Yes, you may be “intensely relaxed about people getting filthy rich” (or at least, see no cure for this that isn’t worse than the disease). Yes, you may regard it as counterproductive, even immoral, to return to the era of 80%+ top income tax rates (pioneered, counterintuitively, by the USA and Britain). Yes, you may be similarly opposed to a global tax on capital, especially one based on the automatic sharing of financial information between governments.

But in that case, Piketty says, be honest about what the consequences are, especially the consequences of continuing on the current path of a “race to the bottom” in taxation: a return to a world in which concentrations of wealth and income start to approach those of the “Old Europe” whose “suicide” between 1914 and 1945 created the illusion (which still lingers with us) that inequality had been conquered during the years of postwar growth.

Why would such a world be a problem? Partly because of the power that it would give the wealthiest to influence and control the lives of everyone else, subverting democracy. But Piketty is clearly aware that making a moral case against such levels of inequality is not enough. On a number of occasions through the book, he rather drily observes what the long term practical consequences are likely to be of allowing such inequality to flourish:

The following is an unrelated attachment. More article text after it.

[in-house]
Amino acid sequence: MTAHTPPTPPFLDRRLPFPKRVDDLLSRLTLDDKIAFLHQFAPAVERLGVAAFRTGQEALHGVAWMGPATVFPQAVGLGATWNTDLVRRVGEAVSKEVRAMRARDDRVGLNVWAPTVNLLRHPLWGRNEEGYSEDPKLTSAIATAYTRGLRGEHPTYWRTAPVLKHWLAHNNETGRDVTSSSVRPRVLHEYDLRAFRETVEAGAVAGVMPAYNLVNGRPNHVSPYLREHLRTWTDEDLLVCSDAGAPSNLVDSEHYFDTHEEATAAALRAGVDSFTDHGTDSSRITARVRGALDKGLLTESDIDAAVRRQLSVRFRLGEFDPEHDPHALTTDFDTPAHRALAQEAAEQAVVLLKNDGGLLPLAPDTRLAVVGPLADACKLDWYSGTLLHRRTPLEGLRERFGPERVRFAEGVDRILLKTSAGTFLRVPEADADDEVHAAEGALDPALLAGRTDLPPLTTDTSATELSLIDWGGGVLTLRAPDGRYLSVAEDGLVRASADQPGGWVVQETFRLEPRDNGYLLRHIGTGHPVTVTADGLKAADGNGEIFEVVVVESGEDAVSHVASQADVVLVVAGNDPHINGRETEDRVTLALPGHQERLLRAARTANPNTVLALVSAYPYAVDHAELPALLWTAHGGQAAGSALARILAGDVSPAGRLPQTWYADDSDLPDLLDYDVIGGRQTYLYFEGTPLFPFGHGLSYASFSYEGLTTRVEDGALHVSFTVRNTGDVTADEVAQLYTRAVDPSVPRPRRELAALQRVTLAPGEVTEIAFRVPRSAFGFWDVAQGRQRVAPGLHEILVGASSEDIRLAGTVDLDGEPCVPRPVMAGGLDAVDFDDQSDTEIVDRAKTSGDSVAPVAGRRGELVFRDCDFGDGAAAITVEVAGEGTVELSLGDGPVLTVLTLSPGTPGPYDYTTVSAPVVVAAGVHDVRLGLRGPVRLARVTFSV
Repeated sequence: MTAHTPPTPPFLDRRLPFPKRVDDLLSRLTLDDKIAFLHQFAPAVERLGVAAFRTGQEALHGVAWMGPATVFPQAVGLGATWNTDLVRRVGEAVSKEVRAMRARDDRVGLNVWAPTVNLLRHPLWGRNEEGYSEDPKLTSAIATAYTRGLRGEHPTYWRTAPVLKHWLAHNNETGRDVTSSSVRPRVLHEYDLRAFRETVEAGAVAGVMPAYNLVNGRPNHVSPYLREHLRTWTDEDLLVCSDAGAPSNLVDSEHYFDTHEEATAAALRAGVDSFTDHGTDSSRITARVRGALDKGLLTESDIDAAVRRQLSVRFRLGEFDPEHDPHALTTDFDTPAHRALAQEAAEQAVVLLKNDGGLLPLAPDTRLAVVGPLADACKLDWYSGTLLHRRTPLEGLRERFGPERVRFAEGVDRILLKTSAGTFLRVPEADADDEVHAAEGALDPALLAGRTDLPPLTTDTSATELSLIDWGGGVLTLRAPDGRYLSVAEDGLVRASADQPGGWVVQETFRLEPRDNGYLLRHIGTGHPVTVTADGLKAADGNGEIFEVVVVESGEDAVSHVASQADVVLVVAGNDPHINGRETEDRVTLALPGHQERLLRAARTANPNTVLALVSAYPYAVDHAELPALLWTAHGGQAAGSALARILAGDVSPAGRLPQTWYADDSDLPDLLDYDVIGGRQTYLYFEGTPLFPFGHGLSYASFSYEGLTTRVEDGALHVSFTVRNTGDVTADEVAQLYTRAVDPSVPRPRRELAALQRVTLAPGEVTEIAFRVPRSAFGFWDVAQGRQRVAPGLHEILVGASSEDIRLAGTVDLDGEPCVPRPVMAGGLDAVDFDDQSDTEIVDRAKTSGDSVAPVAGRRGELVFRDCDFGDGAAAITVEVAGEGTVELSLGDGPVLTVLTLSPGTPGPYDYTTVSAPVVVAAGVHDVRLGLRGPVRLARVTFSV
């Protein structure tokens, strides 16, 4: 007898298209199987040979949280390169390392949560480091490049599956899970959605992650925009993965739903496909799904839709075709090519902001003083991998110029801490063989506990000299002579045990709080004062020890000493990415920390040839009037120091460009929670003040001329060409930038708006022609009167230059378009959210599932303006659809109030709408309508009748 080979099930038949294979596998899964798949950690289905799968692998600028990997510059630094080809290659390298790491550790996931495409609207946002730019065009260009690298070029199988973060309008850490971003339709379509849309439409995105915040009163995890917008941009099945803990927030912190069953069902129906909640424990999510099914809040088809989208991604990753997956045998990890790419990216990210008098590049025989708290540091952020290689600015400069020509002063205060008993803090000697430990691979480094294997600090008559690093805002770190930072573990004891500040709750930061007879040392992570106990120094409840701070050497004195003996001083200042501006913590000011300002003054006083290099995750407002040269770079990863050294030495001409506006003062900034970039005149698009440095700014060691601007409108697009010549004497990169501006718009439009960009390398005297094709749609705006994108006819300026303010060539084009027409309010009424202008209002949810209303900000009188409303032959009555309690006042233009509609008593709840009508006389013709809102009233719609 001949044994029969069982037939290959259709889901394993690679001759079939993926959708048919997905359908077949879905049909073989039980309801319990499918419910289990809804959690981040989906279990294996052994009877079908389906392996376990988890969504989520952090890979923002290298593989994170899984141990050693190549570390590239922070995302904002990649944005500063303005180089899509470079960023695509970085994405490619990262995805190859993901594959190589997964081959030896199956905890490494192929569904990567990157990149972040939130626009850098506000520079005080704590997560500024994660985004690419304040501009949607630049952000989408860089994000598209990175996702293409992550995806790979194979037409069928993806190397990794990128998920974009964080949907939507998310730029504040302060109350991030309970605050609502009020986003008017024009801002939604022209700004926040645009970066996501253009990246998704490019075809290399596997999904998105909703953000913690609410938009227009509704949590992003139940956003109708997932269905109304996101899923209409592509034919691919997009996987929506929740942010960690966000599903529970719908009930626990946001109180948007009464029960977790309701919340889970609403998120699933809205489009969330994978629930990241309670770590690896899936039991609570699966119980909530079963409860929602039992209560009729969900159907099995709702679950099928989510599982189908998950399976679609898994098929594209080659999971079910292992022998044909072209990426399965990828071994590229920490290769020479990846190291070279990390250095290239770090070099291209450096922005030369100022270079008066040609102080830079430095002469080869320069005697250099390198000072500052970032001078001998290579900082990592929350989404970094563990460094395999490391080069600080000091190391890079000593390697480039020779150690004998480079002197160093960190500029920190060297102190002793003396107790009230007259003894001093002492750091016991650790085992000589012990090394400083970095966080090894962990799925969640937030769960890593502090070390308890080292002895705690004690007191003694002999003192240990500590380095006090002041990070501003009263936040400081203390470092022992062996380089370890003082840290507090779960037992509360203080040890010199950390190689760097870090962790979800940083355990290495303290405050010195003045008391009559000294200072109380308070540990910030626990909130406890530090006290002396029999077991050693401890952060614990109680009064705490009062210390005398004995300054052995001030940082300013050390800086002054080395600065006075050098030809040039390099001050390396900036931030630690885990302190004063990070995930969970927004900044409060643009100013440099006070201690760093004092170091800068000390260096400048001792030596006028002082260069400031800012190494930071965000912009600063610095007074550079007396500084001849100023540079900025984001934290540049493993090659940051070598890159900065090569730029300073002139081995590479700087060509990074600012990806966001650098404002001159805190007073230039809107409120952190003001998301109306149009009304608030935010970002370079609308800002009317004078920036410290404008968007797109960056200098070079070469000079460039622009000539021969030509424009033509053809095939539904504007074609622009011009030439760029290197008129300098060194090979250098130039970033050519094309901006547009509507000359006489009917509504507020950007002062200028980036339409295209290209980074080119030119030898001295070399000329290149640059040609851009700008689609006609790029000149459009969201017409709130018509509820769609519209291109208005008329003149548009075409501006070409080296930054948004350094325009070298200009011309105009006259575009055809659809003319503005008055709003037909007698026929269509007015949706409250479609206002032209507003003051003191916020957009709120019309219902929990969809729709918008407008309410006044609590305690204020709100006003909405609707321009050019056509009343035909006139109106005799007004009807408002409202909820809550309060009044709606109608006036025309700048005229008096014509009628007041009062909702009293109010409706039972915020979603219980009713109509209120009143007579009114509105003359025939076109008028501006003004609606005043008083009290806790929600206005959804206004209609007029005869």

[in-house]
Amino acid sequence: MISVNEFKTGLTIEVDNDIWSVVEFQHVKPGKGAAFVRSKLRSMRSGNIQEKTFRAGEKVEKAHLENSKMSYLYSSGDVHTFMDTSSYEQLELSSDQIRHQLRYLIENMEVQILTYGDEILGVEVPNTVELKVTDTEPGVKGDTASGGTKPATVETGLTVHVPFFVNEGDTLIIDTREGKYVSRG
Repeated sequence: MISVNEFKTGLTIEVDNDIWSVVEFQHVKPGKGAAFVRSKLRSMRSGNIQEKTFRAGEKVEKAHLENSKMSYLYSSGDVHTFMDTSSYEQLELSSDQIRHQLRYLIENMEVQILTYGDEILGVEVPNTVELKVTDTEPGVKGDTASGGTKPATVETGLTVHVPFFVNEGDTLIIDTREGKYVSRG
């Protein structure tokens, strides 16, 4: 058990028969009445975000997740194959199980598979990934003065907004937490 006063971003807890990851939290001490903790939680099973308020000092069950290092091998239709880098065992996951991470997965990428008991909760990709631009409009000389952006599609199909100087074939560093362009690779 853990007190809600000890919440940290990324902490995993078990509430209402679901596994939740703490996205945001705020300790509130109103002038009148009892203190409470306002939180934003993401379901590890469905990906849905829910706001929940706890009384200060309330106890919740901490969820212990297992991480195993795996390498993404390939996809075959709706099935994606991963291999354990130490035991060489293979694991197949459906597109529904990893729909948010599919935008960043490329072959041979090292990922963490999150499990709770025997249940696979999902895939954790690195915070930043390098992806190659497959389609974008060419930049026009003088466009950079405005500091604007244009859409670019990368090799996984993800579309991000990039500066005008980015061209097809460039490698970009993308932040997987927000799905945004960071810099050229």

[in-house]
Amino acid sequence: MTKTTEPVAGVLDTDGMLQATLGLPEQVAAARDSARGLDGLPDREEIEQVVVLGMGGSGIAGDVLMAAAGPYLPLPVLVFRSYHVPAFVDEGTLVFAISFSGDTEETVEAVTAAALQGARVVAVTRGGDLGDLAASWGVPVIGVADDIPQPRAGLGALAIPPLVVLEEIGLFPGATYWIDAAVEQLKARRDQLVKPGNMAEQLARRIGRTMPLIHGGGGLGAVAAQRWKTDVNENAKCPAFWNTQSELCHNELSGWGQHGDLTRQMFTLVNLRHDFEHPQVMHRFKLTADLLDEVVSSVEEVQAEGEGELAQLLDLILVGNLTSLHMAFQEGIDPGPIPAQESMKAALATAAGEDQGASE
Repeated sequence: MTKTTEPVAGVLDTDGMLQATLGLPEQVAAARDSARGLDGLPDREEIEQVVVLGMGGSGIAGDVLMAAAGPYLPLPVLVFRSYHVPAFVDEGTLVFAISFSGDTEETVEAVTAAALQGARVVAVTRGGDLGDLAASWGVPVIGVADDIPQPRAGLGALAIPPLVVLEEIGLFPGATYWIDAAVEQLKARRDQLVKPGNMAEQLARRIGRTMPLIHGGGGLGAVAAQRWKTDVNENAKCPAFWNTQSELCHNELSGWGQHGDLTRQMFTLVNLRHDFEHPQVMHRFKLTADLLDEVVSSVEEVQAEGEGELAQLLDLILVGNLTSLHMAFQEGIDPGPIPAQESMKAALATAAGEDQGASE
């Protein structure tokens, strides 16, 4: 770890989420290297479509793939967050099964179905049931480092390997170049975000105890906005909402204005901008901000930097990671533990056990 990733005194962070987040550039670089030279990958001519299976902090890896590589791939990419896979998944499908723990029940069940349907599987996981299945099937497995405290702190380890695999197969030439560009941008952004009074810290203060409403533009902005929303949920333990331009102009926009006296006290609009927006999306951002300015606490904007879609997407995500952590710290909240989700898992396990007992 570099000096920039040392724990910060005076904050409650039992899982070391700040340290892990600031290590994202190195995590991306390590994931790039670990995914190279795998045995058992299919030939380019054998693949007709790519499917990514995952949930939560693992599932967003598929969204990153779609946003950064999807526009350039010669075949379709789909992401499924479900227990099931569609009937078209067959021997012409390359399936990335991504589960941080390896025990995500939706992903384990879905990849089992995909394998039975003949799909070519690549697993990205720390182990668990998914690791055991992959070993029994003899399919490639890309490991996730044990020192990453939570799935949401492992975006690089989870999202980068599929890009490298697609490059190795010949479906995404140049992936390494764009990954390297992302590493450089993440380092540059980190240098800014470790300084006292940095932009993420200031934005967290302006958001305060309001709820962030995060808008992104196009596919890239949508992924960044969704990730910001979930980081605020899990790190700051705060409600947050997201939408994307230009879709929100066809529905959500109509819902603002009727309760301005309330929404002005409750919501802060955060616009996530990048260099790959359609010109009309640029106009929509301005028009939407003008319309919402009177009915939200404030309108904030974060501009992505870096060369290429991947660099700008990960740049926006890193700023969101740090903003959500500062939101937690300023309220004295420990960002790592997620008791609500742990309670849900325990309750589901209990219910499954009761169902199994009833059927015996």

If, for example, the top decile appropriates 90 percent of each year’s output (and the top centile took 50 percent just for itself, as in the case of wealth), a revolution will likely occur, unless some peculiarly effective repressive apparatus exists to keep it from happening. When it comes to the ownership of capital, such a high degree of concentration is already a source of powerful political tensions, which are often difficult to reconcile with universal suffrage. […] [I]f the same level of inequality applies to the totality of national income, it is hard to imagine that those at the bottom will accept the situation permanently. (p.263)

And not just those at the bottom:

Even if the top thousandth’s capital returned only 4 percent a year, their share would still practically double in thirty years to nearly 40 percent. Once again, the force for divergence at the top of the wealth hierarchy would win out over the global forces of catch-up and convergence, so that the shares of the top decile and centile would increase significantly, with a large upward redistribution from the middle and upper-middle classes to the very rich. Such an impoverishment of the middle class would very likely trigger a violent political reaction. (p.439)